Dr. Lawrence Marnett, director of the Vanderbilt University Institute of Chemical Biology and Dr. Sachin Patel at Vanderbilt University Medical Center reported the first successful synthetically modified cyclooxygenase-2 (COX-2) inhibitor as a treatment for anxiety.
The synthetic anxiety medication works by activating the natural endocannabinoid reaction in the brain. Endocannabinoids are naturally produced pain relief and anxiety reduction compounds that have a similar chemical structure to the active compounds in marijuana.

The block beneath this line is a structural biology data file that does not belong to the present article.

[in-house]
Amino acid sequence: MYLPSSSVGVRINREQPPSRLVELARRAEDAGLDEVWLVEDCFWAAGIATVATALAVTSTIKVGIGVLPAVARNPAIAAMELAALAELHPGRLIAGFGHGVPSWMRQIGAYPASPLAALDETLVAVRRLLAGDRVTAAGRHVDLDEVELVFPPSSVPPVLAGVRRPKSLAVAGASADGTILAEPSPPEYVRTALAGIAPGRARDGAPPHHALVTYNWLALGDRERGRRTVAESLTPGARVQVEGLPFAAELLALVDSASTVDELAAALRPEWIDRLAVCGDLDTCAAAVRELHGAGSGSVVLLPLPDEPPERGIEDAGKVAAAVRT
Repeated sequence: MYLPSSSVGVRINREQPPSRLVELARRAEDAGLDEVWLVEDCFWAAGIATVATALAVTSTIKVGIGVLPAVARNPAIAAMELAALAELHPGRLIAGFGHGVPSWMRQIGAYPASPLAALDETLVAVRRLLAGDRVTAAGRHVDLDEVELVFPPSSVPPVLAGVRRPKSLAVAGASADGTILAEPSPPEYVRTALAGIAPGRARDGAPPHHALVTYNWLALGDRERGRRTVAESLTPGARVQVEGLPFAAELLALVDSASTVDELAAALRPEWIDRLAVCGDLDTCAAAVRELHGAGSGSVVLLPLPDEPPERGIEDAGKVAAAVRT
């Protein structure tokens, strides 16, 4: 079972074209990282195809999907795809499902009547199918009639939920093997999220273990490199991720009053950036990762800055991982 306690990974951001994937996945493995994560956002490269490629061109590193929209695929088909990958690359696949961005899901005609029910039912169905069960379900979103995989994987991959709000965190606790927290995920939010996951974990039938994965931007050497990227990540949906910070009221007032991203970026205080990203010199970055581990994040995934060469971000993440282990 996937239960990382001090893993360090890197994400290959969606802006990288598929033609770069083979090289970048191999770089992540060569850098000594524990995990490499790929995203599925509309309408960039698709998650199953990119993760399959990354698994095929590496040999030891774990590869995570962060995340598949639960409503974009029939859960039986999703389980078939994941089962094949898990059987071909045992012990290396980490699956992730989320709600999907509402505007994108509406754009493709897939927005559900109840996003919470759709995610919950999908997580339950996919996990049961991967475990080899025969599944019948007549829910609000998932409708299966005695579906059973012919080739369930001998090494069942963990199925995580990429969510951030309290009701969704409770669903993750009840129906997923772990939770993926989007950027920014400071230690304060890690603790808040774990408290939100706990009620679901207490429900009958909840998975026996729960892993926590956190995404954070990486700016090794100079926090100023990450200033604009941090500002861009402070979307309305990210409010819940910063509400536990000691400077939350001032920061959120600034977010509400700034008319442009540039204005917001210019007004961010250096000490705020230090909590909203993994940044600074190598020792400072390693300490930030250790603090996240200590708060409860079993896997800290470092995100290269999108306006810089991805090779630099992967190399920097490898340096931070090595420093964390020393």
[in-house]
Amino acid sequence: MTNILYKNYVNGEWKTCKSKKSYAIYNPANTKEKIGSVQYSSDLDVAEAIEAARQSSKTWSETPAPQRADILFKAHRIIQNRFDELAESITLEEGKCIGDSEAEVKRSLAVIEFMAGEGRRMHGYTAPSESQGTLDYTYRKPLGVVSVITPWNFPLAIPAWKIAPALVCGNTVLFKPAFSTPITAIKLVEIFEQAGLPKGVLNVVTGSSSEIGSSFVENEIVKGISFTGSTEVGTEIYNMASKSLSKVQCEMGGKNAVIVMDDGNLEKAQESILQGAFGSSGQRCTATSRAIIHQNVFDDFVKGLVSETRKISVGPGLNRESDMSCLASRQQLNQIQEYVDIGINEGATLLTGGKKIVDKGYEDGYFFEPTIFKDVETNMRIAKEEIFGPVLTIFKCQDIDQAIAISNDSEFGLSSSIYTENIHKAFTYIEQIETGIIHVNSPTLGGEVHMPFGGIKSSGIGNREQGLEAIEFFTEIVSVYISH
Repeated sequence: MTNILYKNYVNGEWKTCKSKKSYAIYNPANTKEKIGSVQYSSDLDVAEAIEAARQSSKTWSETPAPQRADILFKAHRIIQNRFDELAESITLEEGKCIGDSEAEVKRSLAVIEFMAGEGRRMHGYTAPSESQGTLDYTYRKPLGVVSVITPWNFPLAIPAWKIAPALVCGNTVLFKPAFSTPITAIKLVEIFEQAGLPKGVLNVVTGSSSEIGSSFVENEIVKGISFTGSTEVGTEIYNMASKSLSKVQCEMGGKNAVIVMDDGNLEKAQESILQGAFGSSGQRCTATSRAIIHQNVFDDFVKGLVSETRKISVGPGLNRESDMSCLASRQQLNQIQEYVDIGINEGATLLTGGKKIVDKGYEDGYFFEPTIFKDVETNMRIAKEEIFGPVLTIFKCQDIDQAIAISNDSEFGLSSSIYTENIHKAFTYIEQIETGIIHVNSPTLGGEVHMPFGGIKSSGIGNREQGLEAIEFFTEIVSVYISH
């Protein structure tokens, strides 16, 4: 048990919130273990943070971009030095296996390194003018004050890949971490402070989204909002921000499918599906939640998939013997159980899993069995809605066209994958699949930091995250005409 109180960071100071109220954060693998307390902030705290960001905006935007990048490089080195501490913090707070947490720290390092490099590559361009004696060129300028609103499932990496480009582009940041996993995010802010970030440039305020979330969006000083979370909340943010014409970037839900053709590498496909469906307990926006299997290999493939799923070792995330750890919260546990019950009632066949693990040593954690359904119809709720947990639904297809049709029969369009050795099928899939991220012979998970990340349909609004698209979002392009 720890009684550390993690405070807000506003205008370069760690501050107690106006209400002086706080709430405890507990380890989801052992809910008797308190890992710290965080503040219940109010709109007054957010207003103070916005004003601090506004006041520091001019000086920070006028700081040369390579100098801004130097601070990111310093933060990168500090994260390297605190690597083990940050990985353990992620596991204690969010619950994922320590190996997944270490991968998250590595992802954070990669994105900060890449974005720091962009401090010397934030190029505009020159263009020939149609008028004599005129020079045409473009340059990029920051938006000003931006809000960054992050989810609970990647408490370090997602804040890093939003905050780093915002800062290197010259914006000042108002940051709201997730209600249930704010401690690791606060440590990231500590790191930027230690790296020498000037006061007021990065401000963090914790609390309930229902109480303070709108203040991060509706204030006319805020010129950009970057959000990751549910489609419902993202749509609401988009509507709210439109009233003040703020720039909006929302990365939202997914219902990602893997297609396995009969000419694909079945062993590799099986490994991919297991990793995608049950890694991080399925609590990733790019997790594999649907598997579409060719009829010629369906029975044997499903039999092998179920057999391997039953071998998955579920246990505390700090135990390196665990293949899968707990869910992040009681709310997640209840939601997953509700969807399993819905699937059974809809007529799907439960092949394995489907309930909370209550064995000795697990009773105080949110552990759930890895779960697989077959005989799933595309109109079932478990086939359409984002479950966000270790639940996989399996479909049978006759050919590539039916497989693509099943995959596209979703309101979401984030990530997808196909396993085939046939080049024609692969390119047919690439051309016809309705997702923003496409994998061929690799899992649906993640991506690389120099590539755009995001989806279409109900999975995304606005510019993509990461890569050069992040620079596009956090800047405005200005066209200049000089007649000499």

The application of selective modification of the COX-2 system to be specific to the chemical structure of a specific disease or to the area of activity of a disease offers a new potential for treatment of a variety of ailments involving pain, movement disorders, and colon cancer without the side effects of present treatments.
The selective capacity of the new treatment avoids the production of prostaglandins that can cause cardiovascular and gastrointestinal side effects. The most common pain relief medications used today are aspirin and other nonsteroidal anti-inflammatory drugs (NSAIDs). NSAIDs produce the common side effects that the chemical specificity of the new treatment can avoid.
The first study of this approach was successful in rat studies without producing side effects. Clinical trials in humans are planned.